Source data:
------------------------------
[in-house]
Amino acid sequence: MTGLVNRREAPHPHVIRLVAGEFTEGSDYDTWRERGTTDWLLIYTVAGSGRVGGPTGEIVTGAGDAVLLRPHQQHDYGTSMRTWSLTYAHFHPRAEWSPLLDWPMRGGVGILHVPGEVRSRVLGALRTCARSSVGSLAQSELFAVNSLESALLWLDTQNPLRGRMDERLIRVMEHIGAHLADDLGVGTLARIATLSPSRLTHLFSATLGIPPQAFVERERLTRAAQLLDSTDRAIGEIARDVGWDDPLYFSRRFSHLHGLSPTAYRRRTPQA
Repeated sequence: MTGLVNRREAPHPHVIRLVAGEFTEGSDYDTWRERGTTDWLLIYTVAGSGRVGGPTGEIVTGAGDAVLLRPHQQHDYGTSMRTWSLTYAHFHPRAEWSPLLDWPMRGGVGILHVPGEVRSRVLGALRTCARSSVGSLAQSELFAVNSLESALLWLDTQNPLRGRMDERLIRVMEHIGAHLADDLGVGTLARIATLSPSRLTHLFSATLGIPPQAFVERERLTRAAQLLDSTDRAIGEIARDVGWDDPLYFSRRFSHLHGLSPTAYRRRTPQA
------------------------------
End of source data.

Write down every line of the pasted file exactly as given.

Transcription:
[in-house]
Amino acid sequence: MTGLVNRREAPHPHVIRLVAGEFTEGSDYDTWRERGTTDWLLIYTVAGSGRVGGPTGEIVTGAGDAVLLRPHQQHDYGTSMRTWSLTYAHFHPRAEWSPLLDWPMRGGVGILHVPGEVRSRVLGALRTCARSSVGSLAQSELFAVNSLESALLWLDTQNPLRGRMDERLIRVMEHIGAHLADDLGVGTLARIATLSPSRLTHLFSATLGIPPQAFVERERLTRAAQLLDSTDRAIGEIARDVGWDDPLYFSRRFSHLHGLSPTAYRRRTPQA
Repeated sequence: MTGLVNRREAPHPHVIRLVAGEFTEGSDYDTWRERGTTDWLLIYTVAGSGRVGGPTGEIVTGAGDAVLLRPHQQHDYGTSMRTWSLTYAHFHPRAEWSPLLDWPMRGGVGILHVPGEVRSRVLGALRTCARSSVGSLAQSELFAVNSLESALLWLDTQNPLRGRMDERLIRVMEHIGAHLADDLGVGTLARIATLSPSRLTHLFSATLGIPPQAFVERERLTRAAQLLDSTDRAIGEIARDVGWDDPLYFSRRFSHLHGLSPTAYRRRTPQA